Sorry, but there are no such simple guidelines for CBC.
So much depends on what you want to do with the data, if you need to have excellent accuracy at the individual level (or if group-level prediction accuracy is enough), your sample size, your attribute and level structure.
If you are just concerned with group-level accuracy of predictions (share of preference accuracy), then one simple rule of thumb to start with is:
1. Using our CBC software, select "Advanced Test" from the "Design" tab.
2. Simulate random responder data (the software does this automatically for you) for your expected sample size, with an expected % responding None (if you have a None in your questionnaire).
3. Examine the part-worth utility report that the test gives you (it's an aggregate logit run).
For reasonable stability of estimates, the rule of thumb is from this aggregate logit report the main effects utilities should be about .05 or smaller. If including interaction effects (or alt-spec attribute effects), the standard errors for those should be about 0.10 or less.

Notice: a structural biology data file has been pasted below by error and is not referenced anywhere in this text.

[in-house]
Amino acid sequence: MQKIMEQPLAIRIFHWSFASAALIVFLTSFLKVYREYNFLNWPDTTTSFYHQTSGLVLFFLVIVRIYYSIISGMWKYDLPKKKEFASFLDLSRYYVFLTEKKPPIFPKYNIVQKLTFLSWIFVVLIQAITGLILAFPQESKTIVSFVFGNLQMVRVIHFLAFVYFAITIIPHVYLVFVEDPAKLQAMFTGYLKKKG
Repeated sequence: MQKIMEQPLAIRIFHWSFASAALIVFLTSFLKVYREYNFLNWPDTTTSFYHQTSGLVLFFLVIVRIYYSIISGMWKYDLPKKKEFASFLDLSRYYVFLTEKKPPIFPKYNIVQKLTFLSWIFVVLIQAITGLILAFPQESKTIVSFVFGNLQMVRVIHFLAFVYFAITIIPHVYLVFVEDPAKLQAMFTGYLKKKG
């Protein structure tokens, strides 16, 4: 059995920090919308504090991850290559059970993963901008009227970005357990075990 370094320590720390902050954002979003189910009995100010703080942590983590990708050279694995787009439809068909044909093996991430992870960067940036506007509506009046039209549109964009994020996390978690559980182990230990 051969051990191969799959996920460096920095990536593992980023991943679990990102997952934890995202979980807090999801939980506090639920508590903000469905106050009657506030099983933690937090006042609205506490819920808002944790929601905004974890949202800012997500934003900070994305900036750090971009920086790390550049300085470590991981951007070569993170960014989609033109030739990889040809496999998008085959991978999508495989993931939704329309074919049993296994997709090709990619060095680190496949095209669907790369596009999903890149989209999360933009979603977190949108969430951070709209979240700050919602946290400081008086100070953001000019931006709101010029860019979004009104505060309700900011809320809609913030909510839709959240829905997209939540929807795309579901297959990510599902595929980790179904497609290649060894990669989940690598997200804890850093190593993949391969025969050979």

Again, this is a general rule of thumb which may or may not be appropriate for your specific study aims.
As another guideline, for typical CBC studies (with about 7 attributes or fewer where each attribute has about 3 to 5 levels at most), most researchers feel comfortable with the precision of their utility estimates at the individual level if each respondent answers somewhere around 12 tasks.
Feel free to talk to our tech support staff at +1 801 477 4700 who can also ask you more questions about your design and your aims and give you their thoughts.